How descriptive food names bias sensory perceptions in restaurants

How descriptive food names bias sensory perceptions in restaurants Can a dietitian, restaurateur, marketer, or parent change the perceived taste of a food simply by changing its name? In a six-week cafeteria experiment involving 140 customers, those who ate foods with evocative, descriptive menu names (such as “Succulent Italian Seafood Filet”) generated a larger number of positive comments about the food and rated it as more appealing, tasty, and caloric than those eating regularly-named counterparts (e.g., “Seafood Filet”). The open-ended comments indicated that their evaluations were assimilated with prior taste expectations in a manner that is more deliberate and less automatic than most research typically claims. For practioners, the use of descriptive names may help improve perceptions of foods in institutional settings, and it may help facilitate the introduction of unfamiliar foods. http://www.deepdyve.com/assets/images/DeepDyve-Logo-lg.png Food Quality and Preference Elsevier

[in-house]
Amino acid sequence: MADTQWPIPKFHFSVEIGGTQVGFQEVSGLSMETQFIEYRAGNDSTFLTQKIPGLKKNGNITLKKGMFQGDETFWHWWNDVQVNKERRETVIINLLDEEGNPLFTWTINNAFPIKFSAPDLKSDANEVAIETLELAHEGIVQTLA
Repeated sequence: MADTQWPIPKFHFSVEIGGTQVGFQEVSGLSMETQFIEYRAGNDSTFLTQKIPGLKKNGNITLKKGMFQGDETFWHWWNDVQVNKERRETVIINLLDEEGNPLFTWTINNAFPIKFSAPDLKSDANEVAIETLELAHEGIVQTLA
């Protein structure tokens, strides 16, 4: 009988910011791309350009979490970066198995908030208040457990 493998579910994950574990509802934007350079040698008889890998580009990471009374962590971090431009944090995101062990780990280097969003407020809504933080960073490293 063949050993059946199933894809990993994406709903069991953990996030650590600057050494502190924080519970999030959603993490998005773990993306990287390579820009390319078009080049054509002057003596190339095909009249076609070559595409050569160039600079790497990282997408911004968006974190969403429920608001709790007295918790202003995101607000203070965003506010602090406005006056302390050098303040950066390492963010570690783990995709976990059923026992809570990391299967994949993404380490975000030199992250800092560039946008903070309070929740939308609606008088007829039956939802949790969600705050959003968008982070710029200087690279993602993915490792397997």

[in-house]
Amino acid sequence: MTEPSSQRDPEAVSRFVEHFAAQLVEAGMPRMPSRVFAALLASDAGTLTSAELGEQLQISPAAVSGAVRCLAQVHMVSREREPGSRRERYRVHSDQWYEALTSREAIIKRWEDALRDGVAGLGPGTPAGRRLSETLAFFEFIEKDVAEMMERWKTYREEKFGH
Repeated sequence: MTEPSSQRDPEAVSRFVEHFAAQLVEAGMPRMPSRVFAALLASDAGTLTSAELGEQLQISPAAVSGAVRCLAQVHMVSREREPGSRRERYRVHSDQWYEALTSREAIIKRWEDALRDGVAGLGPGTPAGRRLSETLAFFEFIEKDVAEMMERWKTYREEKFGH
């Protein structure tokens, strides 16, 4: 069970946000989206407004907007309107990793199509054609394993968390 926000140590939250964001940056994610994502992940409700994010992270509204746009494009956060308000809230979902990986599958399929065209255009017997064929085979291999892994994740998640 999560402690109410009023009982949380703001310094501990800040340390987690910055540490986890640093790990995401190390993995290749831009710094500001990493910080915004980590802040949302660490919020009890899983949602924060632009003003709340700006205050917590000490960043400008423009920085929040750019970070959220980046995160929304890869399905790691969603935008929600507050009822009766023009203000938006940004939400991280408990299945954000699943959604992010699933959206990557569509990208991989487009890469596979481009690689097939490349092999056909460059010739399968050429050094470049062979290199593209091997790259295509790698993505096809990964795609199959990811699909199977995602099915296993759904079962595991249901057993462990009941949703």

How descriptive food names bias sensory perceptions in restaurants

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Publisher
Elsevier
Copyright
Copyright © 2004 Elsevier Ltd
ISSN
0950-3293
DOI
10.1016/j.foodqual.2004.06.005
Publisher site
See Article on Publisher Site

Abstract

Can a dietitian, restaurateur, marketer, or parent change the perceived taste of a food simply by changing its name? In a six-week cafeteria experiment involving 140 customers, those who ate foods with evocative, descriptive menu names (such as “Succulent Italian Seafood Filet”) generated a larger number of positive comments about the food and rated it as more appealing, tasty, and caloric than those eating regularly-named counterparts (e.g., “Seafood Filet”). The open-ended comments indicated that their evaluations were assimilated with prior taste expectations in a manner that is more deliberate and less automatic than most research typically claims. For practioners, the use of descriptive names may help improve perceptions of foods in institutional settings, and it may help facilitate the introduction of unfamiliar foods.

Journal

Food Quality and PreferenceElsevier

Published: Jul 1, 2005

References

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